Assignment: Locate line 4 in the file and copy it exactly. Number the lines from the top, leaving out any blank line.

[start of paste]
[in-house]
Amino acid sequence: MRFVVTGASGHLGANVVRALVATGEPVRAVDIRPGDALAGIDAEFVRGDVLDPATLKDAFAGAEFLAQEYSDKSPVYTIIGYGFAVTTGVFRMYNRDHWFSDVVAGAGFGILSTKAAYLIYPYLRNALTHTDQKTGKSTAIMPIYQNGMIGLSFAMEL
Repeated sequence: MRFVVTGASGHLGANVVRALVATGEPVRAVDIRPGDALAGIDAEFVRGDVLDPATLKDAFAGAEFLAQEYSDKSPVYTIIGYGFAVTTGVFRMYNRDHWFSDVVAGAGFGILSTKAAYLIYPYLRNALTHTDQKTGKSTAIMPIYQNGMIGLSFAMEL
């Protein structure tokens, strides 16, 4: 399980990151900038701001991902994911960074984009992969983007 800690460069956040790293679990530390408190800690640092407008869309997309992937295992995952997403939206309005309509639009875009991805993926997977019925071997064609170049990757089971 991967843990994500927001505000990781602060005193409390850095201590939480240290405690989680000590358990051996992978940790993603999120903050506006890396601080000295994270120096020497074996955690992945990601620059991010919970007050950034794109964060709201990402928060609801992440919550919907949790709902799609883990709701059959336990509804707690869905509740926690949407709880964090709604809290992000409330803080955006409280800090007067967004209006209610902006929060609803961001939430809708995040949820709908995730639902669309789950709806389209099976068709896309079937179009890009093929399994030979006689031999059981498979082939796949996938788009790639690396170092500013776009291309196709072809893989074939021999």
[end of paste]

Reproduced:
């Protein structure tokens, strides 16, 4: 399980990151900038701001991902994911960074984009992969983007 800690460069956040790293679990530390408190800690640092407008869309997309992937295992995952997403939206309005309509639009875009991805993926997977019925071997064609170049990757089971 991967843990994500927001505000990781602060005193409390850095201590939480240290405690989680000590358990051996992978940790993603999120903050506006890396601080000295994270120096020497074996955690992945990601620059991010919970007050950034794109964060709201990402928060609801992440919550919907949790709902799609883990709701059959336990509804707690869905509740926690949407709880964090709604809290992000409330803080955006409280800090007067967004209006209610902006929060609803961001939430809708995040949820709908995730639902669309789950709806389209099976068709896309079937179009890009093929399994030979006689031999059981498979082939796949996938788009790639690396170092500013776009291309196709072809893989074939021999």